How did you figure that out?

I hated anything that reminded me I was taller than average. The funny thing was people complimented my height a lot, but I hated it. I hated the compliments even more. 

I don’t think there was any particular defining moment or event. It’s just something I realised along the way from my own perception and what I read or heard about.

So how did you navigate your insecurities after that?

Asides from being tall, I was slim, almost skinny. But I didn’t have a problem with it until I got into uni. People would compliment my height but tell me I would be perfect if I added a little weight. 

I think that’s when the insecurities really began. I would take different kinds of weight-gain pills, but they wouldn’t work. So I became obsessed with adding weight to balance my height. It was a mental war; I could either become shorter or chubbier to balance my height.

How did that go?

There was a time one of those pills worked, and I was so happy, the happiest I’d been in a while. Then I decided to stop taking them. One day, a friend saw me and said I’d lost a bit of weight. I became triggered all over again. I’d look in the mirror, and all I saw was a skinny girl even though, deep down, I knew I wasn’t skinny. I was gradually getting to a size 14.

READ THIS RELATED STORY TOO: Sex Life: I Was Missing Out Because I Hated My Body

Did you find the perfect weight-height balance?

It was a cycle. I would add a bit of weight and be happy, but a little comment from someone that I was losing weight would make me sad all over again. Most of my fat is deposited in my hips and butt area, so people would always commend my body shape whenever I added weight.

What about now?

I was and still am fond of comparing my body with others. I’m a size 12 currently. I’ve been this size for almost a year, and I’m a bit content with it. I try not to compare. I’ve learnt that pictures are deceiving and social media is not real. One thing that’s worked is making a list of the physical features I’m most proud of. 

What’s that like?

I start by reminding myself I have a very pretty face; beautiful hair that’s almost magical because I cut it regularly but it doesn’t take time to grow long and full again; great skin that when I tell people I don’t use any special skin care, they never believe me; beautiful legs — it took me years to notice this particular feature — my stomach that’s always flat no matter my weight; round hips so even when I lose weight, I still have a nice shape…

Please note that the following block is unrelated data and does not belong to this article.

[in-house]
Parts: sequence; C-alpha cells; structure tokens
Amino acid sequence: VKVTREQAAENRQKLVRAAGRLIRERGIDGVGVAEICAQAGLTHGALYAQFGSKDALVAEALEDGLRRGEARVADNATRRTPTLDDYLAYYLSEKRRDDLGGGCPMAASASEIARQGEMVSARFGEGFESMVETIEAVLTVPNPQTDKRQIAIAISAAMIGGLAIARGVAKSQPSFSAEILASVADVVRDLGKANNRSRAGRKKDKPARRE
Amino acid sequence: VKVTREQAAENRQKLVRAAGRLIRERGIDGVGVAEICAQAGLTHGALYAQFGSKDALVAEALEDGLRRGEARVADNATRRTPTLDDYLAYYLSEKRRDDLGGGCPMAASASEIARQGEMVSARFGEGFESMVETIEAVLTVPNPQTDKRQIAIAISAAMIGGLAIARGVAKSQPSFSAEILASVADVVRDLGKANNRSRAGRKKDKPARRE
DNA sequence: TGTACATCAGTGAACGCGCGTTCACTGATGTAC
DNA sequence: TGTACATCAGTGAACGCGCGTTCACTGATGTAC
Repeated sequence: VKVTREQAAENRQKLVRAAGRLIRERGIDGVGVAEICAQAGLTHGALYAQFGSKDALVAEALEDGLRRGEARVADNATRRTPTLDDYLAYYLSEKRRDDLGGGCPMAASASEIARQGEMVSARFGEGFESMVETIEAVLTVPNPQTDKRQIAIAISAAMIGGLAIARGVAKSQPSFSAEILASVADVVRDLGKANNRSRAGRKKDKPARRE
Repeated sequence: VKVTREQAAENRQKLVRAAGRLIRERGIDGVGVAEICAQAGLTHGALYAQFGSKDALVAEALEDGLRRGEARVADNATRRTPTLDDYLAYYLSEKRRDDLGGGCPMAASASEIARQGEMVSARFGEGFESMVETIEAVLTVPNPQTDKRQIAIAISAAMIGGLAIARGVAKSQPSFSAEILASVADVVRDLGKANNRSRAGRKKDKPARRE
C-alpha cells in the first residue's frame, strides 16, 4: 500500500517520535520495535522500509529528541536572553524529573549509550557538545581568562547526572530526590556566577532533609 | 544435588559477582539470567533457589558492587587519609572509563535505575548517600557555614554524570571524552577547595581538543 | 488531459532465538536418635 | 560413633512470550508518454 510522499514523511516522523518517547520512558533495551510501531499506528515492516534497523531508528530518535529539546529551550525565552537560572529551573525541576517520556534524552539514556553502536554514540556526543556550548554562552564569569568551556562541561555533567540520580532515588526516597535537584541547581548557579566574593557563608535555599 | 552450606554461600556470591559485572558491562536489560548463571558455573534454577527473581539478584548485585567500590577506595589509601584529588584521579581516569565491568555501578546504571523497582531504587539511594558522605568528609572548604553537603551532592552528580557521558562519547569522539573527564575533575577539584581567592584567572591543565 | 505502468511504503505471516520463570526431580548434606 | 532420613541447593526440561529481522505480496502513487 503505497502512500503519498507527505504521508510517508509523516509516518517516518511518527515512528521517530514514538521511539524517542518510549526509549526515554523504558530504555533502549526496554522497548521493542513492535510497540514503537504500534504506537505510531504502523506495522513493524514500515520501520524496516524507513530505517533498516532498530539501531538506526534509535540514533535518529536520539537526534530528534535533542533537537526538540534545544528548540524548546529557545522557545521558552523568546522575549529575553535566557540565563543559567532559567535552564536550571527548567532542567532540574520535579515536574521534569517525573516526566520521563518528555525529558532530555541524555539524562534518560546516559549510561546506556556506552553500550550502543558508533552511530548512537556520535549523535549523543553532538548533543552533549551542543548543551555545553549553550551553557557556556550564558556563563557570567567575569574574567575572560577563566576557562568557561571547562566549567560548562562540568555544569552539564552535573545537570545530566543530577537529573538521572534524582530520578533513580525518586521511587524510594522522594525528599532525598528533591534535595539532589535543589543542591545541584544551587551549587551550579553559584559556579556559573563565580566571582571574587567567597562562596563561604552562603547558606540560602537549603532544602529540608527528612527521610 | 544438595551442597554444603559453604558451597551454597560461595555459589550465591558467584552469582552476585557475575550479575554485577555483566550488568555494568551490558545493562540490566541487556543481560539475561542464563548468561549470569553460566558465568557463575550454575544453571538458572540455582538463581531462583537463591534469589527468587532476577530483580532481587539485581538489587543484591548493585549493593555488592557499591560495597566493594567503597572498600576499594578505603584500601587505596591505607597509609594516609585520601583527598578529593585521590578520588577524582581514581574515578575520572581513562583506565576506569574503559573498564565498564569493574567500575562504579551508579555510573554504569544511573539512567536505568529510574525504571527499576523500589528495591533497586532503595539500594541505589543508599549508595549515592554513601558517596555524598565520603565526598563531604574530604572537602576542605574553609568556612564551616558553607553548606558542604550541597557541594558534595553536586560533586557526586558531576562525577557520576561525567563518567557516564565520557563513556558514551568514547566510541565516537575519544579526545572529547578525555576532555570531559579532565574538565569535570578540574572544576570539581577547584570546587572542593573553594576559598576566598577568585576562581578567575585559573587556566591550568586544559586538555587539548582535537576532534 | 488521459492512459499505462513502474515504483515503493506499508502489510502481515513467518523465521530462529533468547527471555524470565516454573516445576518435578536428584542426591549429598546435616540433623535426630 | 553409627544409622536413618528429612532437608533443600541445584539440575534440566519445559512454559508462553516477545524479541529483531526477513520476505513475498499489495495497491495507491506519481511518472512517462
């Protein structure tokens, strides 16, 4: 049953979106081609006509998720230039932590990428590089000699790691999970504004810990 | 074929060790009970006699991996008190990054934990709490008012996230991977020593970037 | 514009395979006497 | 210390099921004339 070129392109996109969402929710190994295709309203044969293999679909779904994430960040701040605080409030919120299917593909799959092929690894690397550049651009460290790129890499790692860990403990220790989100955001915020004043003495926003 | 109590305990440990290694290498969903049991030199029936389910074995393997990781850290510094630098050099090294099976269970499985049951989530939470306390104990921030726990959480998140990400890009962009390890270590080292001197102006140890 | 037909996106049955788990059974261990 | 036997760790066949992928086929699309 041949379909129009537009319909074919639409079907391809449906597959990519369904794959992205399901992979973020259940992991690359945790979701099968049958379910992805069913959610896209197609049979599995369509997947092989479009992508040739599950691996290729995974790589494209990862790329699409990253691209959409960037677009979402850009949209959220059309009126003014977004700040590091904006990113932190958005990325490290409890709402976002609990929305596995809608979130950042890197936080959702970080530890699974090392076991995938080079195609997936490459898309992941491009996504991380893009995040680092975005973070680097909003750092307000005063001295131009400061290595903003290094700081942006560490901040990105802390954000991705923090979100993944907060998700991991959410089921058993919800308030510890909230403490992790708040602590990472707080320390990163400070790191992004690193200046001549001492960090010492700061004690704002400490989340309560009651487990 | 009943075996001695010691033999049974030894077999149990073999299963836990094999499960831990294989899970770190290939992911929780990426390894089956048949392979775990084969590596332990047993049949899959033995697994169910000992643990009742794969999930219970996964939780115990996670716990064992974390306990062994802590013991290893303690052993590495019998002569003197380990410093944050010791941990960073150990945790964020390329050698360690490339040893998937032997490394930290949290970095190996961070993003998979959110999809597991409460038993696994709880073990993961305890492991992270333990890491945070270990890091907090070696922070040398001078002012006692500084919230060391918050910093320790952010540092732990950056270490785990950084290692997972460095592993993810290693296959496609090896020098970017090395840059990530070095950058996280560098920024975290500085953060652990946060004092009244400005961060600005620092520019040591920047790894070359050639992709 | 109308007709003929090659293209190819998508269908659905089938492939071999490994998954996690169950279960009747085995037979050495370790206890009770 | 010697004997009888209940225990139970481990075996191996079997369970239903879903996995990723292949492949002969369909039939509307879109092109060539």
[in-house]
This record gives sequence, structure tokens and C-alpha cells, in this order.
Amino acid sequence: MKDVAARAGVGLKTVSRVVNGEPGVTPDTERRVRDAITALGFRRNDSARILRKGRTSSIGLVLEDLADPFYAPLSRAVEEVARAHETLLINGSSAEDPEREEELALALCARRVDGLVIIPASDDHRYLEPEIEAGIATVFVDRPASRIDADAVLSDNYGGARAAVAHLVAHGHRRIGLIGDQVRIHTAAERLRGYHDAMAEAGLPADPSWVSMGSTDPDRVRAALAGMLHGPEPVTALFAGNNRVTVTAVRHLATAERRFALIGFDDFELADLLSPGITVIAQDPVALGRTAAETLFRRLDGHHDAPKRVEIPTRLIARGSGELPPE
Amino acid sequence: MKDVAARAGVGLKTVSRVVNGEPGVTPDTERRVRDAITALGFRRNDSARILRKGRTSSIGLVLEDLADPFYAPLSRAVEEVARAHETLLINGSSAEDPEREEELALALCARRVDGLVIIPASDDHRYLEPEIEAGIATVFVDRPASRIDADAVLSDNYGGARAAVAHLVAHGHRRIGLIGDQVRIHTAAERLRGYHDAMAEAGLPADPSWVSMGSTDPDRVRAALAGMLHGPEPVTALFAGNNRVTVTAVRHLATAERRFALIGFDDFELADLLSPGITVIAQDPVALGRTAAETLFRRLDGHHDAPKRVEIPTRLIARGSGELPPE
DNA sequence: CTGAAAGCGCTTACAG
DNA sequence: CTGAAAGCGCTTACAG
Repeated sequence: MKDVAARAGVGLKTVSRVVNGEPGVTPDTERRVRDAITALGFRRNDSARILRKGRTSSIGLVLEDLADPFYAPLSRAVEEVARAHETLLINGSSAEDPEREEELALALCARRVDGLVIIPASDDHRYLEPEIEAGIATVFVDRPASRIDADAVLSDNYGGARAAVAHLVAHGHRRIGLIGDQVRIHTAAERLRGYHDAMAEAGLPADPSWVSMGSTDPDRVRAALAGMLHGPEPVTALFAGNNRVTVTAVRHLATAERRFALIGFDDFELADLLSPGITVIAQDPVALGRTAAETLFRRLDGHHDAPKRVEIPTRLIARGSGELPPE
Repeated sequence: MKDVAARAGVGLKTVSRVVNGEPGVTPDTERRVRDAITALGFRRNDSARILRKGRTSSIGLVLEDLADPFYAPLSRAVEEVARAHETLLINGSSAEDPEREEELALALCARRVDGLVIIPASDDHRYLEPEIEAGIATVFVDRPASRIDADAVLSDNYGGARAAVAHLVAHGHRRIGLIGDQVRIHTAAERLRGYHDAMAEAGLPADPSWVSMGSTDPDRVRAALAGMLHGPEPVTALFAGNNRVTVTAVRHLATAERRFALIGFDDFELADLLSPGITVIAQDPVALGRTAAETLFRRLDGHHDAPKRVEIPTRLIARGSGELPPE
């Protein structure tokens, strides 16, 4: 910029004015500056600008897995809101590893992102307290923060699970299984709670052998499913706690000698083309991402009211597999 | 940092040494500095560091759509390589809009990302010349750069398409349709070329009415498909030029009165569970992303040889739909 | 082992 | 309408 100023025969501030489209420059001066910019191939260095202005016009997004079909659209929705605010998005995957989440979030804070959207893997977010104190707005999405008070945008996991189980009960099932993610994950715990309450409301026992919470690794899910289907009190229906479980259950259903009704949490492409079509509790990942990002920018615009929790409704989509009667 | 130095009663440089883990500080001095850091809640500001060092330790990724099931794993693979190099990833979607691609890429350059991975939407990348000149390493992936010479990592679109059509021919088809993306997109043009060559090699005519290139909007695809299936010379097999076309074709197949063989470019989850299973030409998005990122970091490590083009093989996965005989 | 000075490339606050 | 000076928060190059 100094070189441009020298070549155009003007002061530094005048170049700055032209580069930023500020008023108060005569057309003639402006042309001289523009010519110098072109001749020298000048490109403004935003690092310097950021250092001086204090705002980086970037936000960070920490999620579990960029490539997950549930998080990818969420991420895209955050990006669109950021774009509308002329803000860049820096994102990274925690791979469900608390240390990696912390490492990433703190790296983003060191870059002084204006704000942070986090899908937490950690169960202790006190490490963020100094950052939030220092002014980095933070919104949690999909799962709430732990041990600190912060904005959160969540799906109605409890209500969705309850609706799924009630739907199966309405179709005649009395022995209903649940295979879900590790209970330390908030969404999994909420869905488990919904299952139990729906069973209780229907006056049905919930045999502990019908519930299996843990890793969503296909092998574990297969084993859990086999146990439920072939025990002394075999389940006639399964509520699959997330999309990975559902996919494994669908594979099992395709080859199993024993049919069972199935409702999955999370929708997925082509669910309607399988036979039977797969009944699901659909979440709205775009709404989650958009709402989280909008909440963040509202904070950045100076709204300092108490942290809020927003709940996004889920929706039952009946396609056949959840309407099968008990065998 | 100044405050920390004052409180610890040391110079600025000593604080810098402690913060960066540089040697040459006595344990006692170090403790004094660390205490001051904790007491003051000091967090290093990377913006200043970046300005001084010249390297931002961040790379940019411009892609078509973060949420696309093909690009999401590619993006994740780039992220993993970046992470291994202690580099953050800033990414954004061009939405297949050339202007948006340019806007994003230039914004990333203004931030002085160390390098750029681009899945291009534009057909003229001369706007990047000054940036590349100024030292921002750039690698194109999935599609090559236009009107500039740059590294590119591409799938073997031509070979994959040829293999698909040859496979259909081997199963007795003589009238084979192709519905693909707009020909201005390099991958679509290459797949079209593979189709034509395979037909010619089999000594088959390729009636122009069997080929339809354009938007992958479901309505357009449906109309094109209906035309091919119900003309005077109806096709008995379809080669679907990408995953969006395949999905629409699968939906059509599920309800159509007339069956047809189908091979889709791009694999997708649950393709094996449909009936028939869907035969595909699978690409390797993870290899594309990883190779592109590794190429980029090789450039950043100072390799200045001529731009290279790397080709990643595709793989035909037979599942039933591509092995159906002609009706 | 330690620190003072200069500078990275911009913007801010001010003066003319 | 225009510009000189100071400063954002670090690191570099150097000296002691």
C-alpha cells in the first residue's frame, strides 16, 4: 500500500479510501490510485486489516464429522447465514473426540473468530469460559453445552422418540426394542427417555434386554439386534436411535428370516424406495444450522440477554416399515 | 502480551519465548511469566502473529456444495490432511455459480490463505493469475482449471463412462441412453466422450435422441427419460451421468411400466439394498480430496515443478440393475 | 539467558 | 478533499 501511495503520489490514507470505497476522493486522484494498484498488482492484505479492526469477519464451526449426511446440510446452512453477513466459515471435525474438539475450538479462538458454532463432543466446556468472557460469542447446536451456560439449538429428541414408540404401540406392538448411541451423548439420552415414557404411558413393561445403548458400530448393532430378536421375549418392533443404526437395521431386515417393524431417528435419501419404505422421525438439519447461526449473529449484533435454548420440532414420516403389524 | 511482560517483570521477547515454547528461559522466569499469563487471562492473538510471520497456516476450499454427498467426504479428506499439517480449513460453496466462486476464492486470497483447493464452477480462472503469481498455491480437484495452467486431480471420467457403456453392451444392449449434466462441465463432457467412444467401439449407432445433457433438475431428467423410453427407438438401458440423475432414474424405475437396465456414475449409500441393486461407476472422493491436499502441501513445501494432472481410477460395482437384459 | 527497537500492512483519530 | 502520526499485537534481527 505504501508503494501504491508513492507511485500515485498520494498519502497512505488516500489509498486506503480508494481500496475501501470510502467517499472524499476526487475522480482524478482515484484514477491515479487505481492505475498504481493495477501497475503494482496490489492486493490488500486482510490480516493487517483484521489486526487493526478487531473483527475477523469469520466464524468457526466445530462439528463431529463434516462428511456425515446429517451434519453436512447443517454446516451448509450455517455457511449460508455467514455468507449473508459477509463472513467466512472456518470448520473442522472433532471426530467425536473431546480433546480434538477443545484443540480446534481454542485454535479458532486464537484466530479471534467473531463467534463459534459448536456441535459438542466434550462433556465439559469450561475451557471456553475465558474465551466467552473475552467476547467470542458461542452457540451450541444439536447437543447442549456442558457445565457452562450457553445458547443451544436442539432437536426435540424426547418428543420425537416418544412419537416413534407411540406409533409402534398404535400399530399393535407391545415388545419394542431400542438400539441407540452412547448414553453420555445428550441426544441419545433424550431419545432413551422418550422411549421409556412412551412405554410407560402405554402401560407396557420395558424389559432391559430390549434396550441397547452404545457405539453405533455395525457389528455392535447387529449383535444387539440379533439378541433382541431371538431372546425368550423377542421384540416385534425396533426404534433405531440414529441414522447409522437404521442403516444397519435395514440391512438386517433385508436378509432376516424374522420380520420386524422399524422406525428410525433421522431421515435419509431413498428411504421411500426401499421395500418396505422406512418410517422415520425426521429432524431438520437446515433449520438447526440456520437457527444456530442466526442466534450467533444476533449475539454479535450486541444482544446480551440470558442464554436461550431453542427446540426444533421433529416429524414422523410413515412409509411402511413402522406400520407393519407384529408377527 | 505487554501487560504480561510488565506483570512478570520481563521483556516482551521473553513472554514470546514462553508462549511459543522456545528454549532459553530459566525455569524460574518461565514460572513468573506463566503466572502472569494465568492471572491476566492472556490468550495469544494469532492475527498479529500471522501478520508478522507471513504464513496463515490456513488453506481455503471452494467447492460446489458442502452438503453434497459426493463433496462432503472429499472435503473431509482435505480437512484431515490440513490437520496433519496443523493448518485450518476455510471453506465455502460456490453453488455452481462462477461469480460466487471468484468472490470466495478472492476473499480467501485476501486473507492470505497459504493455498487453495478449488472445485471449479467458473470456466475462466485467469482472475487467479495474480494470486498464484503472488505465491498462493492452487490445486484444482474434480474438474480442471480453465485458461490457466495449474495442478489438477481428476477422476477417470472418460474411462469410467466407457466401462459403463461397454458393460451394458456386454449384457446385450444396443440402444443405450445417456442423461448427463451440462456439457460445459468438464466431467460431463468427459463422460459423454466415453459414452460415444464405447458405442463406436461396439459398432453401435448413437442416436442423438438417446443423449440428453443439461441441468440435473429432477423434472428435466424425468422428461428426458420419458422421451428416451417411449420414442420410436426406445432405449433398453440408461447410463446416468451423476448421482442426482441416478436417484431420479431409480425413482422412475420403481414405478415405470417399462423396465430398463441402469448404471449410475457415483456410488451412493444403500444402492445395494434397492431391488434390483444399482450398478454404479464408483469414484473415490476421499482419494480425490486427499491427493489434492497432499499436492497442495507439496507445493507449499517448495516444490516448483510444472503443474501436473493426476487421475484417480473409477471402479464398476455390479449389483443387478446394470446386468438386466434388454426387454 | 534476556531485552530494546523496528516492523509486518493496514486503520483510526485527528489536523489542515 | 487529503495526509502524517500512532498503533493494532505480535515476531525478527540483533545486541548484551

Listing these features really makes me feel good about myself. This method works every single time.

Self-love is powerful

Yes, very. I’ve also realised people might bring up how I look once in a while, but they don’t think about it deeply. I overthink things a lot. They might say I’ve lost weight as a compliment or just to voice what they noticed, but my brain would interpret it in so many different ways.

And how have you overcome this?

Having people who constantly remind me I’m beautiful is a big factor. My mum always does this. She knows about my constant weight gain journey and tells me I would gain weight naturally once I start giving birth.

My friends too. They’re the type of friends who’d hype you to death. They don’t know how many times their “hyping” has made me feel better about myself. 

I don’t think I’m perfect, and I don’t think I’ll ever be. But for the first time in eight years, I don’t have those intrusive thoughts about my body.

If you’d like to be my next subject on #WhatSheSaid, click here to tell me why

DEFINITELY READ THIS NEXT: Surviving Body-Shaming In University of Uyo: Martha’s Aluta And Chill


Zikoko amplifies African youth culture by curating and creating smart and joyful content for young Africans and the world.